MEXICO CITY (Reuters) - At least eight people were killed and another three were injured after a river in the Mexican state of Jalisco burst its banks following unusually heavy rains, another extreme weather event as climate change helps whip up ever deadlier storms.
The "atypical" rains completely destroyed four houses and another 50 homes were being evaluated for damages, Gustavo Robles, who heads the municipality of Autlan de Navarro, said at a press conference on Monday.
Local authorities, who are working with the federal government to declare a state of emergency, received reports the river was flooding the area at around 7:20 a.m. and over 100 security agents have been participating in rescue efforts, he said.
With climate change rainfall can increase or become more erratic, as a warmer atmosphere can hold more water vapor – allowing more moisture to build up before clouds finally break.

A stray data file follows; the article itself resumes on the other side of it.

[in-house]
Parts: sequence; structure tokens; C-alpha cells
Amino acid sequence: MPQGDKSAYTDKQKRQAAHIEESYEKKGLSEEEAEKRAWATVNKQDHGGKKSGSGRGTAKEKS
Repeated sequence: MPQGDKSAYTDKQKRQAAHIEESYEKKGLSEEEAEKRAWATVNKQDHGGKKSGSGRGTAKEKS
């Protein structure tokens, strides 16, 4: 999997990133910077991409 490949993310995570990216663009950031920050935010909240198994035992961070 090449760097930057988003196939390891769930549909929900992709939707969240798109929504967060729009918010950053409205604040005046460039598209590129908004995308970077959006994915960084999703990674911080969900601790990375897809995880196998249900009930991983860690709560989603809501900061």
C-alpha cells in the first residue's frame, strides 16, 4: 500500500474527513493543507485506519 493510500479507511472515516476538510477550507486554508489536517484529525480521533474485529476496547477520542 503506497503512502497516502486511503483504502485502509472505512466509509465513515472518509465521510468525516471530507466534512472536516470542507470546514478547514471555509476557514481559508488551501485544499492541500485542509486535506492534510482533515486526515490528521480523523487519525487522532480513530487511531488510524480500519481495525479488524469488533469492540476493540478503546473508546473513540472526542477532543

Elsewhere in the region, Guatemalan authorities said on Monday that at least six people were killed after a river burst its banks in the midst of heavy rains that poured over the Central American country on Sunday.
Before the Sunday rains, at least 29 people had been killed due to flooding in Guatemala this rainy season, data from its national disaster agency Conred shows.
(Reporting by Valentine Hilaire; Editing by Michael Perry)